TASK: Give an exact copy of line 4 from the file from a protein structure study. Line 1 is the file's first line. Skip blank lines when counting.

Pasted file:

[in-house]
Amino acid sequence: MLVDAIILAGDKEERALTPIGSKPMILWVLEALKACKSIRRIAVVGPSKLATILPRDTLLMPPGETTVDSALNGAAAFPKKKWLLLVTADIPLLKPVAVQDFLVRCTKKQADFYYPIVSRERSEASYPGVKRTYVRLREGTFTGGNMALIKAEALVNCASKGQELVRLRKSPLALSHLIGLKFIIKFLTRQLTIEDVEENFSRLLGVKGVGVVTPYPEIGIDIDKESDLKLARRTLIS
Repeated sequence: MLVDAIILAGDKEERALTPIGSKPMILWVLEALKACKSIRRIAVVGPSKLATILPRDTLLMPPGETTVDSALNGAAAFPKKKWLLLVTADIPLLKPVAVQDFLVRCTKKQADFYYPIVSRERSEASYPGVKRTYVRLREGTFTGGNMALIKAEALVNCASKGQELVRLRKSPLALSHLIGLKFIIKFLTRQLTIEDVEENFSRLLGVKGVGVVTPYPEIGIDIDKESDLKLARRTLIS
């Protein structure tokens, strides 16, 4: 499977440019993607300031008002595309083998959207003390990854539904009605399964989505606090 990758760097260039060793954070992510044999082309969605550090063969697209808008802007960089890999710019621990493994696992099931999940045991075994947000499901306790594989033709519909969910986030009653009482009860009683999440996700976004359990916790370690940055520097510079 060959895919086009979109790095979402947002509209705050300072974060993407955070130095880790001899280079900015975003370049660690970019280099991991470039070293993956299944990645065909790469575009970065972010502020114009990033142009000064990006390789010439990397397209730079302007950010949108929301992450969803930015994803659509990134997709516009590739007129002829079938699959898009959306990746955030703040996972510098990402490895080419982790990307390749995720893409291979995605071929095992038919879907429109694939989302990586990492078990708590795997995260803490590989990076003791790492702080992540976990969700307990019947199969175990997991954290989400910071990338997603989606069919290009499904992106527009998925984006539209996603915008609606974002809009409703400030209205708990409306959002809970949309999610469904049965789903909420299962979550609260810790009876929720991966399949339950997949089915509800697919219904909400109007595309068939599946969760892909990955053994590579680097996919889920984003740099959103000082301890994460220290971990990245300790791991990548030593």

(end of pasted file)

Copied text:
């Protein structure tokens, strides 16, 4: 499977440019993607300031008002595309083998959207003390990854539904009605399964989505606090 990758760097260039060793954070992510044999082309969605550090063969697209808008802007960089890999710019621990493994696992099931999940045991075994947000499901306790594989033709519909969910986030009653009482009860009683999440996700976004359990916790370690940055520097510079 060959895919086009979109790095979402947002509209705050300072974060993407955070130095880790001899280079900015975003370049660690970019280099991991470039070293993956299944990645065909790469575009970065972010502020114009990033142009000064990006390789010439990397397209730079302007950010949108929301992450969803930015994803659509990134997709516009590739007129002829079938699959898009959306990746955030703040996972510098990402490895080419982790990307390749995720893409291979995605071929095992038919879907429109694939989302990586990492078990708590795997995260803490590989990076003791790492702080992540976990969700307990019947199969175990997991954290989400910071990338997603989606069919290009499904992106527009998925984006539209996603915008609606974002809009409703400030209205708990409306959002809970949309999610469904049965789903909420299962979550609260810790009876929720991966399949339950997949089915509800697919219904909400109007595309068939599946969760892909990955053994590579680097996919889920984003740099959103000082301890994460220290971990990245300790791991990548030593």